Cisco Systems (NASDAQ:CSCO) on its Analysts Day forecasted a compounded annual growth rate ("CAGR") of 3-5% for the next 3 to 5 years. The recent growth estimates by the company are 33% lower than the estimates that the company forecasted just twelve months ago.
The prime reasons behind this outlook are:
- Macroeconomic uncertainty.
- Tough service provider market dynamics.
- Conservative budgets.
The macroeconomic uncertainty in many parts of the world particularly in emerging markets is increasingly becoming a big worry for the company. The top five emerging markets for the company namely India, Russia, Brazil, China and Mexico have been showing a negative order-growth (collectively) since Q4, FY 2013 (see the table below).
Q3 FY 2013
Q4 FY 2013
Q1 FY 2014
The new orders from the emerging markets showed a significant decline due to many reasons like increasing competition, economic uncertainty, and also due to the company's strategy to stay away from the low margin deals (in SP video product segment). The order-decline from the emerging markets is one of the prime reasons behind the overall decline in orders during the last two quarters. The decline in the orders will negatively affect the revenue-growth of the company in the near future.
- Conservative budgets:
Emerging economies are considered as the growth markets by most of the global enterprises. The sluggishness in the emerging markets has been affecting enterprises all around the world, as these markets play an important role in the future growth-strategy of most of the global enterprises. The economic sluggishness in these supposed to be growth markets, to some extent, is hurting the investment sentiments all around the world which ultimately leads to the lack of orders and postponement of orders.
Tough service provider market dynamics:
The company's customers primarily operate in the following markets: enterprise, service provider, commercial, and public sector.
Service providers offer data, voice, video, and mobile/wireless services to businesses, governments, utilities, and consumers. Service providers contribute significantly to the company revenues.
Since the last few years, the service providers are gradually losing their financial strength due to the decline in ARPU (average revenue per user). Moreover, the operating cost as a percentage of the revenues is on rise, and the return on the capital employed is in decline (see the table below).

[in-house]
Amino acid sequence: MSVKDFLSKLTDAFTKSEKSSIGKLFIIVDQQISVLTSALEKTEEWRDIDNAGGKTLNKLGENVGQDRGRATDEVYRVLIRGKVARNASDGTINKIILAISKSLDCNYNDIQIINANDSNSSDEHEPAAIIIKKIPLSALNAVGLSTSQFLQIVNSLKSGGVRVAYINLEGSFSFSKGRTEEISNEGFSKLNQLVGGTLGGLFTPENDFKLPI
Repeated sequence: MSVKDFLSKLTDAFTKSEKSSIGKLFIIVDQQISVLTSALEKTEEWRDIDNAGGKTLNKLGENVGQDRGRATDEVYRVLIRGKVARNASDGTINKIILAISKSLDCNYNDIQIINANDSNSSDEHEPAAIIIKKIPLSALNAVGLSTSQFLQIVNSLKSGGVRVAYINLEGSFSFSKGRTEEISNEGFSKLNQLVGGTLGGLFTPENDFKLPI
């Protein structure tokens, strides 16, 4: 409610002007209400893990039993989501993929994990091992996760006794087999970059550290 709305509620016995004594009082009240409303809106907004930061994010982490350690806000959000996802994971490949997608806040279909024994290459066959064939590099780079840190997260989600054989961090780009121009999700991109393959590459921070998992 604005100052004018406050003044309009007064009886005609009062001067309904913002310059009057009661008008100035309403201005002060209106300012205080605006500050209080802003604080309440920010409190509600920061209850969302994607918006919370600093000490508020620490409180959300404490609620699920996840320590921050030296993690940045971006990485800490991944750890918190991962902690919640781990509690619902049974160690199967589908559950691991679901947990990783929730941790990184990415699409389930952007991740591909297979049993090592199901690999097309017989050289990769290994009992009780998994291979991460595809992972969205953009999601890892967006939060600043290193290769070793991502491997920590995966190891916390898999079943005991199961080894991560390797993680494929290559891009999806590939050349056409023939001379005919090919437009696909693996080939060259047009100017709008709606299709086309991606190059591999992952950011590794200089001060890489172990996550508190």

This new financial reality of the service providers have caused them to take cautious approach towards the new investments, which leads to slower investment decisions and lesser budgets for upgrading and expansion particularly in the price-conscious emerging markets. The orders from the market (service providers) declined by 13%, during the last reported quarter (see the chart below). The decline in the orders from the market is the result of the said financial reality.
The company designs, manufactures, and sells products related to the communications and information technology industry worldwide. It is a leading provider of networking and communication infrastructure.
The company has reduced its long-term revenue growth estimates by 33% in just 12 months. This is due to a big let down by the emerging markets from where the company was expecting a huge growth.
Since the last few years, the company was focusing (for growth) more and more on the emerging markets, which contribute about 20% of the company's revenues. Just twelve months back, the company was expecting that the long-term growth from the emerging markets will be in the range of 7-13% as compared to 6-10% in the recent forecast.
The forecast once again showed the unpredictability of the company's business in the short-term, and also showed the competitive and inconsistent nature of the emerging economics.
Moreover, if the company decides to stay away from the low margin deals* then it may well have to miss lots of business opportunities, as the emerging markets are highly price sensitive and lots of high-class, cost effective manufactures compete for the business.
*As mentioned in the Q1 FY 2014 earning call transcript:
"as we evolved our business to the cloud and hold to our strategy to walk away from low profit deals."
In the last reported quarter, 2% decline in the order flows from the Americas region can be considered as an early signal that for the time being many consumer industries' capex cycle may have been touching their peak. The company's recent entry into the DaaS (desktop as a service) market shows that the company is well aware of the situation and is already focusing more on the other/new markets/segments.
With long-term fundamentals intact, and the company's significant presence in the growth oriented businesses, the company can sail through the difficult times without hurting shareholders returns. But, it's time for the company to rethink its strategy for the emerging markets, as most of the company's current worries are due to the emerging markets uncertainties.
The company may need some time to get its strategy right, but the good thing is that despite steep de-growth in some of the top emerging markets the company expects the revenue growth of 3-5%. Moreover, approximately 70% of the company's product revenues are dependent on new orders each quarter. So, the things can change in quick time if the macroeconomic environment improves but till then it's a tough going ahead, as the company in the near-term is heading towards the future that offers a limited growth. However, for the time being, the valuations look fair due to the recent fall in the share-price, and the current dividend yield of over 3%.
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This article reflects the personal views of the author about the company and one must consult its financial adviser before making any decision.